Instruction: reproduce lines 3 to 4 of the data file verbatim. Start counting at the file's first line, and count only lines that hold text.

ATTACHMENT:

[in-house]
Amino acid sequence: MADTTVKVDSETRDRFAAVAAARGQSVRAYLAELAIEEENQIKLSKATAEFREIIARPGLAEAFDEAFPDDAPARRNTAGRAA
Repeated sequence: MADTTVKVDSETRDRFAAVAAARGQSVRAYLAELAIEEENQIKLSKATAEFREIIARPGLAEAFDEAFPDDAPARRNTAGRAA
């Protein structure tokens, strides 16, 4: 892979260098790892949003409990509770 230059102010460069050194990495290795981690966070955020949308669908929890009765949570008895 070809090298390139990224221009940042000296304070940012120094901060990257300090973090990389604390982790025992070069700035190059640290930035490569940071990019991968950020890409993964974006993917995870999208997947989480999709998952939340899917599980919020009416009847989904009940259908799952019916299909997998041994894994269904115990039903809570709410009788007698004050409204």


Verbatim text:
Repeated sequence: MADTTVKVDSETRDRFAAVAAARGQSVRAYLAELAIEEENQIKLSKATAEFREIIARPGLAEAFDEAFPDDAPARRNTAGRAA
């Protein structure tokens, strides 16, 4: 892979260098790892949003409990509770 230059102010460069050194990495290795981690966070955020949308669908929890009765949570008895 070809090298390139990224221009940042000296304070940012120094901060990257300090973090990389604390982790025992070069700035190059640290930035490569940071990019991968950020890409993964974006993917995870999208997947989480999709998952939340899917599980919020009416009847989904009940259908799952019916299909997998041994894994269904115990039903809570709410009788007698004050409204």